Study: US shoppers outspend Chinese to restore luxury market

MILAN , -- Personal luxury markets for high-end accessories and leather goods have reverted to pre-pandemic levels, as U.S. consumers outspent Chinese shoppers in pursuit of the latest fashion trends. According to a Bain consultancy study, Thursday's release was a surprise.

Study: US shoppers outspend Chinese to restore luxury market

MILAN , -- Personal luxury markets for high-end accessories and leather goods have reverted to pre-pandemic levels, as U.S. consumers outspent Chinese shoppers in pursuit of the latest fashion trends. According to a Bain consultancy study, Thursday's release was a surprise.

11 November 2021 Thursday 13:02
1433 Reads
Study: US shoppers outspend Chinese to restore luxury market

MILAN , -- Personal luxury markets for high-end accessories and leather goods have reverted to pre-pandemic levels, as U.S. consumers outspent Chinese shoppers in pursuit of the latest fashion trends. According to a Bain consultancy study, Thursday's release was a surprise.

Global consumer spending on personal luxury products, including latest sneaker trends and design collaborations, is expected to rise by 29% to 283 billion euros ($325billion) this year. This is a return to 2019 levels, and a significant turnaround from the global pandemic lockdowns in 2020 that shut down stores and stopped international travel. Bain stated that the holiday season will be a key factor in the recovery.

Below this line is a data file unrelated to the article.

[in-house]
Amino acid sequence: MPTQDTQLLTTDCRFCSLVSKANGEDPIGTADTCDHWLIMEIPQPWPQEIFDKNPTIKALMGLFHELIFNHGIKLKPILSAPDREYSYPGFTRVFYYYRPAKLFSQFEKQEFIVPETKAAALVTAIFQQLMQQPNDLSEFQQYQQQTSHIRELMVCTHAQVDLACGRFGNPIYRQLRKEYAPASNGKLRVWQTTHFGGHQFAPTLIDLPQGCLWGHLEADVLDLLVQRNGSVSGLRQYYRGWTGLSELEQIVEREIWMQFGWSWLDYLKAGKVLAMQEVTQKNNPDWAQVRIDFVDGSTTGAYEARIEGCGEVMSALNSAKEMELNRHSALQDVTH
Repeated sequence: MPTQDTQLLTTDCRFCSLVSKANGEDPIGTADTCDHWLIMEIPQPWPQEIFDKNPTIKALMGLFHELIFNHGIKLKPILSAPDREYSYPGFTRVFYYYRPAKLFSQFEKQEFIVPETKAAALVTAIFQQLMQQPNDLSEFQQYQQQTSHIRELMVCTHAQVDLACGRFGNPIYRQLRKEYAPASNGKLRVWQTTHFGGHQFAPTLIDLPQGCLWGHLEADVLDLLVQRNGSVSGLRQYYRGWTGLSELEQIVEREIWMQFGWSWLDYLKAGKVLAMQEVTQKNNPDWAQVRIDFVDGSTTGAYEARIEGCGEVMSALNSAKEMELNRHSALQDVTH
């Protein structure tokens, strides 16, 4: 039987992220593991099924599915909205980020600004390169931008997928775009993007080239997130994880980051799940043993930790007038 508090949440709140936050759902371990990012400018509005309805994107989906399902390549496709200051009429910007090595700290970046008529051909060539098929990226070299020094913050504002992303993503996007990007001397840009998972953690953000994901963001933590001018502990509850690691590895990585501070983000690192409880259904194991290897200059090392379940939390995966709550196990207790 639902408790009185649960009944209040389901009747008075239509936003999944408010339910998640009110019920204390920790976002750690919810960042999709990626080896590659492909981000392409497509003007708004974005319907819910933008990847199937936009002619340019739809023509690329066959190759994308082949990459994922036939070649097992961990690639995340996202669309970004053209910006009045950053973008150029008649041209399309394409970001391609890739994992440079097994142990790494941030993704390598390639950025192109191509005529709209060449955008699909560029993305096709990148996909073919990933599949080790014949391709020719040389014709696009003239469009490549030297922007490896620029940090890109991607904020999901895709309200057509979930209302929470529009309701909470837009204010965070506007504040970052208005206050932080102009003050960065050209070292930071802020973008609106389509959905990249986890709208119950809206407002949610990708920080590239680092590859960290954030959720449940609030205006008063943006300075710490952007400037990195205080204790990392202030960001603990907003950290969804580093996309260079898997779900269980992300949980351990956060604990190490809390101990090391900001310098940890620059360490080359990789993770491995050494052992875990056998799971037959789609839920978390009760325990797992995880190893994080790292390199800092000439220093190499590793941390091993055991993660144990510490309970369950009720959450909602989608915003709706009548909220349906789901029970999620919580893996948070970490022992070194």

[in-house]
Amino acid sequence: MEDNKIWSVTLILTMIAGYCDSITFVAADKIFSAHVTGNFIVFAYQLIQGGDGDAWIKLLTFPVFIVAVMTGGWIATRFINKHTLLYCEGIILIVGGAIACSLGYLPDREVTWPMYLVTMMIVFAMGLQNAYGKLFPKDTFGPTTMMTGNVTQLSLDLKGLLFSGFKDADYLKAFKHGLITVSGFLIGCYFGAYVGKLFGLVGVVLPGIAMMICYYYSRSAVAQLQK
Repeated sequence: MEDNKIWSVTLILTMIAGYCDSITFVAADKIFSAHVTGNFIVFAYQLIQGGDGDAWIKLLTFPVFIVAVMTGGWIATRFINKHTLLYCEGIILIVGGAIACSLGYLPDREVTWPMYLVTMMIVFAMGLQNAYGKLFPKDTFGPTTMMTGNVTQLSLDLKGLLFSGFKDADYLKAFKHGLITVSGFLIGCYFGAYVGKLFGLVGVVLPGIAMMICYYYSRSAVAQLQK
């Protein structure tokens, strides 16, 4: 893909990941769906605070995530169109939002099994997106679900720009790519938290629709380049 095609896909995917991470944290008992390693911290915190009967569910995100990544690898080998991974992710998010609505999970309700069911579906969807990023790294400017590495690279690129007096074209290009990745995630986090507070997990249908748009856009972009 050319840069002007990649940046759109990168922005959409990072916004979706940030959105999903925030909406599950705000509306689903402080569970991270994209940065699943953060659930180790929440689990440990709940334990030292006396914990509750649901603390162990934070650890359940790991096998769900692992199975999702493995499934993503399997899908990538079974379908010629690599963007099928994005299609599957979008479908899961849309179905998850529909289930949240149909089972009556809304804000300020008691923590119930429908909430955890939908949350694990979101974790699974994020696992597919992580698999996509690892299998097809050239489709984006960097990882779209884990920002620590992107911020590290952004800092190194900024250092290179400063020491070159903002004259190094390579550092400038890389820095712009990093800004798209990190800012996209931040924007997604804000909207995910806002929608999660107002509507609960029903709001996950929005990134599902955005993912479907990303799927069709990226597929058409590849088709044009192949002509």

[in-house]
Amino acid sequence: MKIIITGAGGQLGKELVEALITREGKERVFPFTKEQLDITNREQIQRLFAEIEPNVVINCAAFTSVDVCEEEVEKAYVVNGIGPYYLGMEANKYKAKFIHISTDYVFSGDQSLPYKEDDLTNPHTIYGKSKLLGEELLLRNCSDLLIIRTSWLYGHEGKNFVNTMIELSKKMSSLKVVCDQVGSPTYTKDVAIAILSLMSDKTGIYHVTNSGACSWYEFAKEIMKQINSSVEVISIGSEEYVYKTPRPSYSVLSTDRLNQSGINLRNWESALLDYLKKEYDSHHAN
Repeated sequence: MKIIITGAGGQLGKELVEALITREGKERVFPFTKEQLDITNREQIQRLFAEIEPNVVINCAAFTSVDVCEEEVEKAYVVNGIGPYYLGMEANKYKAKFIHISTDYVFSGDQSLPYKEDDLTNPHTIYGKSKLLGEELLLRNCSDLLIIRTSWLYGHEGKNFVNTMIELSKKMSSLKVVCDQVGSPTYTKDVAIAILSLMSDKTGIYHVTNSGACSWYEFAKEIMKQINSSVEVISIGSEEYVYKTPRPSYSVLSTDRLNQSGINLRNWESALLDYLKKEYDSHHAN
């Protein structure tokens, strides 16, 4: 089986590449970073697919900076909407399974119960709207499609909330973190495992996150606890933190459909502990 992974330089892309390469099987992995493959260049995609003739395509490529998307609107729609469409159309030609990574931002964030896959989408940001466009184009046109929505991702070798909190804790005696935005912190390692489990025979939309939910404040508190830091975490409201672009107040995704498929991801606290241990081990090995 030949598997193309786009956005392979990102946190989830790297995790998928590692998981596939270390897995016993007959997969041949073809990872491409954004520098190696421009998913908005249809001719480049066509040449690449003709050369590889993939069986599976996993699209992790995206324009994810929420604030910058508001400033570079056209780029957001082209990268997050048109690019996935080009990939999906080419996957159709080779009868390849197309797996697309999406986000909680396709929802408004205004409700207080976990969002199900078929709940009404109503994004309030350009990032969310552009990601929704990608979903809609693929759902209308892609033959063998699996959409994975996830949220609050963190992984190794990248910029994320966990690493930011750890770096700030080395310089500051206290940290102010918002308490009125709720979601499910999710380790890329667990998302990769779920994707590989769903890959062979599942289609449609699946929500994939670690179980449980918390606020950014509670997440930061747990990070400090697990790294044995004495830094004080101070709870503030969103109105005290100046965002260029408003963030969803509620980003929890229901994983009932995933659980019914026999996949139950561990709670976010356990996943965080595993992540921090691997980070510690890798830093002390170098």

"We are quite positive, even though the growth rate in China, in particular, has been slowing since mid-August. They are still very strong," Claudia D'Arpizio (Bain partner) said. "There's been a sharp V-shaped recovery in personal goods."

Bain stated that the global luxury market, which includes high-end dining, fine art, and furniture, is still behind 2019 levels.

As consumers have moved to higher-quality furnishings and have spent more time at home, they have also been less likely to travel. Travel restrictions have made it difficult for luxury hotels, fine dining, and cruises to recover fully.

Global luxury is projected to total 1.1 trillion euros ($1.26 Trillion) in 2019, which is roughly 10% less than 2019 levels. Luxury cruises are the hardest hit sector, with spending falling by 80% from pre-pandemic levels. This will continue to decline even through 2020. D'Arpizio stated that there are still "glimmers for hope" in strong bookings for 2022.

International tourism is still restricted. Consumers have begun to buy their latest fashion trends at home instead of buying duty-free merchandise abroad.

The U.S. has temporarily overtaken the Chinese as the largest spenders. This year, they accounted for one-third, while Chinese shoppers accounted for 23%. This trend is expected to reverse by 2025 with almost half of all spending coming from Chinese consumers. That compares to just over 20% for Americans and 18% for Europeans.

Bain predicts that tourism will rebound by mid-2019 to the end of next year, but D'Arpizio stated she believes the pandemic will have created new habits with luxury shoppers spending more at home than abroad.

"We expect tourists will return. She said that they don't expect them be as relevant as they were before.

The pandemic has also accelerated the shift towards online shopping. It has reinforced the dominance of larger brands on the market, as well as encouraged the use of digital campaigns and collaborations to grab attention.

"The gap is growing due to the pandemic. There are now clear winners and losers. D'Arpizio stated that bigger bands have more muscle.

They have also used connections in larger conglomerates such as the Gucci-Balenciaga alliance between two French brands owned by Kering.

Comments

Warning!

You have to login for comment. If you are not a member? Register now.

Login Sign Up